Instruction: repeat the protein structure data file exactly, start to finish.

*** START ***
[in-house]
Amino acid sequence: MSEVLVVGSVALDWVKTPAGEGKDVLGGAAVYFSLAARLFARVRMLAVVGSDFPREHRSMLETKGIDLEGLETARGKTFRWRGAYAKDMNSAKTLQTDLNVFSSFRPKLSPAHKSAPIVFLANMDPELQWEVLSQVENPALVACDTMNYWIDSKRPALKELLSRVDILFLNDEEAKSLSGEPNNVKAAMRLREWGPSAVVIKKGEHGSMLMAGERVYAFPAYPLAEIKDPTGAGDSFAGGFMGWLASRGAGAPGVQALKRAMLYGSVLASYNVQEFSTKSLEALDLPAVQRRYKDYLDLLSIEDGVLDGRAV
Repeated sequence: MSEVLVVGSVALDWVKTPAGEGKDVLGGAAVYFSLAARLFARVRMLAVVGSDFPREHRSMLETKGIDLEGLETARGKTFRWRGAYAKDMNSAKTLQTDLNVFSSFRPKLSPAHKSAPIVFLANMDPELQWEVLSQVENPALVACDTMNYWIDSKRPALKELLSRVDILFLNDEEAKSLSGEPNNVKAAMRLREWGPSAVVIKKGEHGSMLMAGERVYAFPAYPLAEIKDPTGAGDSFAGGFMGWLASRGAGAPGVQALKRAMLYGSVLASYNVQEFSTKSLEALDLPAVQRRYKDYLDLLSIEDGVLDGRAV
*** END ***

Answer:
[in-house]
Amino acid sequence: MSEVLVVGSVALDWVKTPAGEGKDVLGGAAVYFSLAARLFARVRMLAVVGSDFPREHRSMLETKGIDLEGLETARGKTFRWRGAYAKDMNSAKTLQTDLNVFSSFRPKLSPAHKSAPIVFLANMDPELQWEVLSQVENPALVACDTMNYWIDSKRPALKELLSRVDILFLNDEEAKSLSGEPNNVKAAMRLREWGPSAVVIKKGEHGSMLMAGERVYAFPAYPLAEIKDPTGAGDSFAGGFMGWLASRGAGAPGVQALKRAMLYGSVLASYNVQEFSTKSLEALDLPAVQRRYKDYLDLLSIEDGVLDGRAV
Repeated sequence: MSEVLVVGSVALDWVKTPAGEGKDVLGGAAVYFSLAARLFARVRMLAVVGSDFPREHRSMLETKGIDLEGLETARGKTFRWRGAYAKDMNSAKTLQTDLNVFSSFRPKLSPAHKSAPIVFLANMDPELQWEVLSQVENPALVACDTMNYWIDSKRPALKELLSRVDILFLNDEEAKSLSGEPNNVKAAMRLREWGPSAVVIKKGEHGSMLMAGERVYAFPAYPLAEIKDPTGAGDSFAGGFMGWLASRGAGAPGVQALKRAMLYGSVLASYNVQEFSTKSLEALDLPAVQRRYKDYLDLLSIEDGVLDGRAV